Global Round Up July 18th ,2018

1. EC clears offshore wind Joint Venture for 492 MW of Belgian projects

Dutch utility Eneco and French peer Engie SA have secured approval by the European Commission (EC) to take stakes in the 246-MW Mermaid and 246-MW Seastar wind projects in Belgian waters. The partners will form a joint venture between Otary RS NV of Belgium, Eneco Wind Belgium NV and Electrabel NV, Engie’s Belgian unit.

The Mermaid and Seastar projects are part of a portfolio of 716 MW, for which the Belgian government in 2017 announced a negotiated price of EUR 79 (USD 92.7) per MWh. Both offshore projects are expected to be commissioned by 2020.

2. Ontario government cancels hundreds of renewables contracts

Ontario’s new conservative government has cancelled hundreds of renewable-energy contracts for as-yet-unbuilt projects, including three large-scale wind projects backed by developers RES, Invenergy and Boralex that won contracts in the Canadian province’s landmark competitive renewables procurement in 2016.

Having already singled out German developer Wpd’s under-construction White Plains wind project for cancellation, Greg Rickford’s government delivered another blow to the industry at the end of last week, announcing it will “cancel and wind down” more than 750 existing renewables contracts, including a number of winners from the province’s Large Renewable Procurement (LRP) concluded in March 2016. The new government claims that renewables have been pushed at the cost of higher prices on Hydro consumers and that the move will save the province $750 million. A number that the industry disputes,  predicting instead pain in the form of job losses.

3. Taxi drivers ignore Ross’s electric car incentive

There are more than 20,000 taxis in Ireland.

The Minister for Transport, Shane Ross announced in February €500,000 funding to jump-start the electrification of the country’s taxi fleet and said it would play “a significant role” in making Ireland “cleaner and greener”. But figures released from the National Transport Agency (NTA) show just €43,000 of the money – less than 10 per cent – has been allocated.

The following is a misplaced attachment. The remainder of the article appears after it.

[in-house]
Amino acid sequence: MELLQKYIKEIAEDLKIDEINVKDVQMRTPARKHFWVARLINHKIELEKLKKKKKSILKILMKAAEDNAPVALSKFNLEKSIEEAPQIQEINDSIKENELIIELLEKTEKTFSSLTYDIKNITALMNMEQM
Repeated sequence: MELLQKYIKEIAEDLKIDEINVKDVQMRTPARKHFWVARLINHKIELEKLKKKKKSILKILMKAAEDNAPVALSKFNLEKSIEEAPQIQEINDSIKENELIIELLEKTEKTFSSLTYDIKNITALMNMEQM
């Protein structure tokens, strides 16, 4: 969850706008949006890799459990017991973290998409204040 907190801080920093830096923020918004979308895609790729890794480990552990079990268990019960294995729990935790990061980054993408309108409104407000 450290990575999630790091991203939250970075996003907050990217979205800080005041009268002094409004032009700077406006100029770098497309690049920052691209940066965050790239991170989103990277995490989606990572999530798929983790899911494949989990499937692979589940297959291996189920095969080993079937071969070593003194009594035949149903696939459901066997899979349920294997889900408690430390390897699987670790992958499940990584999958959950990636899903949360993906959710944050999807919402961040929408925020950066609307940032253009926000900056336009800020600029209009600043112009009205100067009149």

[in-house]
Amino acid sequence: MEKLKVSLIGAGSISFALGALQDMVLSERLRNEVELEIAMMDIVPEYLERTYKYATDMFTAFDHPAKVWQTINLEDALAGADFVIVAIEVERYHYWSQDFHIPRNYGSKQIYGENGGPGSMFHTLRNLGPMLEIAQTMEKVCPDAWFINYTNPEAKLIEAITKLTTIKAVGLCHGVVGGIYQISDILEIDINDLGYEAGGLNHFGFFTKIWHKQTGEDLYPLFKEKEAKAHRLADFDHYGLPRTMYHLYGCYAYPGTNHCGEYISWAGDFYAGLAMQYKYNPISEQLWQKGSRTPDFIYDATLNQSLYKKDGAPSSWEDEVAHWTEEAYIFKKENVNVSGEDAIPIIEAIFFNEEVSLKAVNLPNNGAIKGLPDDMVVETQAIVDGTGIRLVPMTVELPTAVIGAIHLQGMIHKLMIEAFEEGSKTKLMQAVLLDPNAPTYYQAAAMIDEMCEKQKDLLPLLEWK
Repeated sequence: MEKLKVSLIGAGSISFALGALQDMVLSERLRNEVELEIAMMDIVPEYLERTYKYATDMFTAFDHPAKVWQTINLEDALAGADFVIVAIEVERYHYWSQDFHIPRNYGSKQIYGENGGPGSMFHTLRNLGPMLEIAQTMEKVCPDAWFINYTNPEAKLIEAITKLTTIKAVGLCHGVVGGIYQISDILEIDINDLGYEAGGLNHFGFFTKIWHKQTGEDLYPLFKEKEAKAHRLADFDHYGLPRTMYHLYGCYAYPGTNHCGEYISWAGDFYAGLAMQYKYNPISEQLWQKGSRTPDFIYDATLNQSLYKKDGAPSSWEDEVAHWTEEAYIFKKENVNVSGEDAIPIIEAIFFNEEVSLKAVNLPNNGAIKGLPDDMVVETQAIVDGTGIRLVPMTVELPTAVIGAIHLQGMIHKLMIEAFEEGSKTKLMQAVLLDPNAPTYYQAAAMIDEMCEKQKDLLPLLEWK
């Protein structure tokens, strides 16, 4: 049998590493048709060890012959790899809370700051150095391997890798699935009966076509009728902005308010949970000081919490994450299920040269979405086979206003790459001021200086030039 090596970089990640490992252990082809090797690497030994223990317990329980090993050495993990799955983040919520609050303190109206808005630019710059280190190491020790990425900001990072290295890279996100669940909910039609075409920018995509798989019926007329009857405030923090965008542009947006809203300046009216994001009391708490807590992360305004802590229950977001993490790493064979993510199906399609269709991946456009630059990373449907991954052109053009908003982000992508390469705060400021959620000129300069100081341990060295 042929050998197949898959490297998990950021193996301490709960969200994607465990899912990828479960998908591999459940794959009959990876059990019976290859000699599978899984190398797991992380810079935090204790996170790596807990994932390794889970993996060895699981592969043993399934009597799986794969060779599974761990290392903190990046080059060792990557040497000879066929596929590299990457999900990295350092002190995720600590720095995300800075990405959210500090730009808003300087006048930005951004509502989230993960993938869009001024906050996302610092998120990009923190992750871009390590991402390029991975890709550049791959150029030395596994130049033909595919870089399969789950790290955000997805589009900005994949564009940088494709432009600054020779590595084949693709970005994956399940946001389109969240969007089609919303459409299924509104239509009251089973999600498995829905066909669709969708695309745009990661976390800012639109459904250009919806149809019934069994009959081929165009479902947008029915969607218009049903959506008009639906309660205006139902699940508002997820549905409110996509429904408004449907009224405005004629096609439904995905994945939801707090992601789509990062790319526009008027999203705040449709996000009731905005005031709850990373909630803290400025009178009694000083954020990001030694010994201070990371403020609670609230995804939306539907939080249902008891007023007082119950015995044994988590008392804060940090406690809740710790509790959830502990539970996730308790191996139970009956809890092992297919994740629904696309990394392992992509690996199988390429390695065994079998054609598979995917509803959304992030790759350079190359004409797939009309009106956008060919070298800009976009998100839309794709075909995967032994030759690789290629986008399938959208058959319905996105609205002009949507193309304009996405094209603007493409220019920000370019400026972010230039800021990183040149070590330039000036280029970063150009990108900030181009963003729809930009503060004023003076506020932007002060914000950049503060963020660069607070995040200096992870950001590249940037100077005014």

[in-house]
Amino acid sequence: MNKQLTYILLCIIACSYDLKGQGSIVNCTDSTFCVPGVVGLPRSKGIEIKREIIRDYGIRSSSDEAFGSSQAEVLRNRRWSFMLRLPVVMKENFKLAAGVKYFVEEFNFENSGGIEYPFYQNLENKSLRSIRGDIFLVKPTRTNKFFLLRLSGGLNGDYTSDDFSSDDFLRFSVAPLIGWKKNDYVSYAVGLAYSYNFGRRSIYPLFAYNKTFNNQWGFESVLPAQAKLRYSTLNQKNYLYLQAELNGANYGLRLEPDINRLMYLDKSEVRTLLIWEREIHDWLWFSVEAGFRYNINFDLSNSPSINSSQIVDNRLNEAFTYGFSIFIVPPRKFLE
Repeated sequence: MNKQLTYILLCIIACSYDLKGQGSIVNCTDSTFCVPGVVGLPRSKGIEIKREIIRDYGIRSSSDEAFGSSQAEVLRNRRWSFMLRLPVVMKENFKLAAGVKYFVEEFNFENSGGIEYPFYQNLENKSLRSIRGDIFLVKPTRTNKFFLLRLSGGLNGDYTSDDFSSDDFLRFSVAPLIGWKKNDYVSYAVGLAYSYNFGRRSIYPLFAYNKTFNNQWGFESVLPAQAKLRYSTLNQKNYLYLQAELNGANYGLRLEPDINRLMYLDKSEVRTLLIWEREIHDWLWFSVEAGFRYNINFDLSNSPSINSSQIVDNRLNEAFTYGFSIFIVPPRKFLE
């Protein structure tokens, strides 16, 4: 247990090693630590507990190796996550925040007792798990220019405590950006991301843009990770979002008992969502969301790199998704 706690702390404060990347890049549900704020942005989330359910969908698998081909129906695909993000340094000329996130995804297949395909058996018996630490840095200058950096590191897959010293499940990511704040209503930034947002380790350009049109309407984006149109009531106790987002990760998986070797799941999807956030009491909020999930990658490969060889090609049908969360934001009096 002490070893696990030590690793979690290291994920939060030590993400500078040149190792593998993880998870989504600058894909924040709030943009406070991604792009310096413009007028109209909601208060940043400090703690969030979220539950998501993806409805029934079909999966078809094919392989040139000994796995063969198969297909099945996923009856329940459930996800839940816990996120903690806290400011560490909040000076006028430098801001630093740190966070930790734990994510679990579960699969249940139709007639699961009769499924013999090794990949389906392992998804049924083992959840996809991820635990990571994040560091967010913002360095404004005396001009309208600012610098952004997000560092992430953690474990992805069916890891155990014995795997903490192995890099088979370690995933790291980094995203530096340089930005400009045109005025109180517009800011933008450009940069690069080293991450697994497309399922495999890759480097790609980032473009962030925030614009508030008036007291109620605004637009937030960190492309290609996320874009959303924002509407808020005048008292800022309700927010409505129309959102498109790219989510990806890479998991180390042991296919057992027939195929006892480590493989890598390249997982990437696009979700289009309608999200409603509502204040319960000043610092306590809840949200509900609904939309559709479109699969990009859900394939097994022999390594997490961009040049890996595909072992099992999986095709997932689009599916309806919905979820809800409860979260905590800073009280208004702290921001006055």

In total, there have been 92 applications for the grants of up to €7,000 towards the cost of switching away from petrol and diesel. Seven grants have been awarded to date, from among 34 provisional offers as Range anxiety remains a problem with electric vehicles.  It’s a common issue worldwide, and clearly, it is going to take a lot more than one-time incentives to shift intensive users to electric yet. In fact, we wish we knew why the 35 people who applied did, it will at least open up a new angle for stories around the shift to electric and managing range anxiety!

4. UPS commits to 950 electric vehicles from Workhorse,

UPS ordered 950 electric delivery trucks from Workhorse Group last month, marking one of the largest electric van orders in the United States, as part of its strategy to operate a quarter of its vehicles with alternative fuel by 2020. Currently, the company is operating 300 electric and 700 hybrid electric vehicles in the U.S. and Europe.

One of the largest logistics providers in the world has also pre-ordered 125 electric trucks from Tesla and Daimler AG’s battery-powered light-duty trucks as part of its alternative fuel strategy.

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